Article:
something, do something wrong, make a mistake, make a poor choice, give in to temptation, and
they are caught for their crime and they go to jail. Well, you know what? They’re still human beings. They’re still individuals
who have families and feelings and hopes and dreams and so on and so forth. And now their life has
been kind of redirected, if you wish, and they’re sitting in jail for six months, two years, whatever it is, as they say pay their debt to society. Hospitality doesn’t
necessarily mean having them in your home, but
certainly reaching out to them. That’s what prison ministry is all about, loving those that we do not know, especially those who are
in difficult situation, because they’re suffering
just like human beings suffer, because they are human beings. So this is within Christian context, how we should treat
others within the church. He goes on to say a holy lifestyle also includes sexual purity, verse four. He says marriage is to be
held in honor among all, and the marriage bed is to be undefiled; for fornicators and
adulterers God will judge. So here we have a kind
of a general exhortation to marital fidelity and sexual purity for those who are, see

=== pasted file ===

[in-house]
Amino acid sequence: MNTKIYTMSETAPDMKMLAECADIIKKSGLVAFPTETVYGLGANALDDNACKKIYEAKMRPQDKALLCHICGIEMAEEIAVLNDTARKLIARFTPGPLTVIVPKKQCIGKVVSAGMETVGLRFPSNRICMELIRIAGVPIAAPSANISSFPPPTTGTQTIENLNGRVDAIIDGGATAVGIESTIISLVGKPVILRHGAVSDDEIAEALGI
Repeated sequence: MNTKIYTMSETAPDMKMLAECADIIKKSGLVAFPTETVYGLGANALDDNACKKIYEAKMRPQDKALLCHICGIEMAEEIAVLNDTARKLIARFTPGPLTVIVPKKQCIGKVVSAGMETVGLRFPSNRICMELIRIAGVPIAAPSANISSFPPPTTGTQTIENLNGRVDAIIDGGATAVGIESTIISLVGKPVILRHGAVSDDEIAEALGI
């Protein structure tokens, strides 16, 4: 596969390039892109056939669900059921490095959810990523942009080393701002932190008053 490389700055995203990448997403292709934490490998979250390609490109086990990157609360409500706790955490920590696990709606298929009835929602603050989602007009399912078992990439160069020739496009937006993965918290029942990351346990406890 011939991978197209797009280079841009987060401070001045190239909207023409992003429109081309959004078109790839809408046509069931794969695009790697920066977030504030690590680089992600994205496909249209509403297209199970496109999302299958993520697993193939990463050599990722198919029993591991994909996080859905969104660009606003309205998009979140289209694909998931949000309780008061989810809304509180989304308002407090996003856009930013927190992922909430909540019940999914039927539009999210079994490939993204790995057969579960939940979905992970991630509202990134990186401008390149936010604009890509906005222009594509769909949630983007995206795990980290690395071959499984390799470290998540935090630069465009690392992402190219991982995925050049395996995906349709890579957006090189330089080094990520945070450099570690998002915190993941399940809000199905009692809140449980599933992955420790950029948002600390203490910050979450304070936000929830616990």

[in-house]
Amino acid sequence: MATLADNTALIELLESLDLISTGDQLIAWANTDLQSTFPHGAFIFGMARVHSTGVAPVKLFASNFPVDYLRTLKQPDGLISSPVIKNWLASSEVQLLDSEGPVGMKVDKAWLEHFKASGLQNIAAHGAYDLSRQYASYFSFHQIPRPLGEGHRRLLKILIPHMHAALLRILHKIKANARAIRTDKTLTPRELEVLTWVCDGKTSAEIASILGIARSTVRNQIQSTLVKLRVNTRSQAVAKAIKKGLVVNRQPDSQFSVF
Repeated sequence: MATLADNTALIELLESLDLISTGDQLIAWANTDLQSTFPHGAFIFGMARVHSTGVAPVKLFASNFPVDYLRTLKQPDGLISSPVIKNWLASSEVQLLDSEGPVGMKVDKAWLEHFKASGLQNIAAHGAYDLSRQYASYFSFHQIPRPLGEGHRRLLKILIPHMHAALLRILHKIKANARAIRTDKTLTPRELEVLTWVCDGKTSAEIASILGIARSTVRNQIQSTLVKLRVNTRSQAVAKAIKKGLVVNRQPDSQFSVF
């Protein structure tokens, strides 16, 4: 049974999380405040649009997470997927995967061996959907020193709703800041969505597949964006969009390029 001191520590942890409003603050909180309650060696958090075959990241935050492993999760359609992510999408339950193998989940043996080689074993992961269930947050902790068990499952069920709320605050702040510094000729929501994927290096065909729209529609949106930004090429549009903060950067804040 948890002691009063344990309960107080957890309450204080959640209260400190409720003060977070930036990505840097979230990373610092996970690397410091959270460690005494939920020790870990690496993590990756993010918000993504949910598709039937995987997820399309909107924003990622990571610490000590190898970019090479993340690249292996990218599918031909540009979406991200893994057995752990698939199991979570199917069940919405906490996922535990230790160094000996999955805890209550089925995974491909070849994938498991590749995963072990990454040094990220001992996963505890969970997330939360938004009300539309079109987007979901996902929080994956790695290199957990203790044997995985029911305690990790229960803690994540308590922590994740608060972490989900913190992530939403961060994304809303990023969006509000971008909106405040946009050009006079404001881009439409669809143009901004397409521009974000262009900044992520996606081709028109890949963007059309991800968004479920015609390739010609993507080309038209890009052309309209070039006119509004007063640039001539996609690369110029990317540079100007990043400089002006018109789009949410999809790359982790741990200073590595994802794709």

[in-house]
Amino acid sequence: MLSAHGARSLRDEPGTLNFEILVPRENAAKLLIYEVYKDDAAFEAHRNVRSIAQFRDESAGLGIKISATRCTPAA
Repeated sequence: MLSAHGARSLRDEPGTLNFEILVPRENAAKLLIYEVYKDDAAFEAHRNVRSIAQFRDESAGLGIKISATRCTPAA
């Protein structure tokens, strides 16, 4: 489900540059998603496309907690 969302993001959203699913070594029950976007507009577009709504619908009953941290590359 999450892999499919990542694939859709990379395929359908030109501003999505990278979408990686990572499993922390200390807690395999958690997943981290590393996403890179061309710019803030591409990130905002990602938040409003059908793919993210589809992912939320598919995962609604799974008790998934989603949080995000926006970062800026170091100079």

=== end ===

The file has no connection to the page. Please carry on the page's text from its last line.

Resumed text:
themselves as single, who find themselves as single people. Author’s saying that
God honors the intimacy enjoyed within marriage. We should honor, you know, marriage is to be honored among all. There was a movement at that time seeking to establish the idea that perhaps if you didn’t marry, you were better, holier than others. But the author’s saying marriage, marriage is a holy thing and it should be honored by everyone. It shouldn’t be disparaged. It’s not a second choice type thing. It’s a godly thing. God designed that for men
and we should honor it. And of course there’s the warning. Yes, as much as we are allowed freedom in our intimacy and our sexual
intimacy within marriage to the degree that we are free to express that within our marriage, we are limited if we’re not married. We need to practice sexual purity. And the author is saying here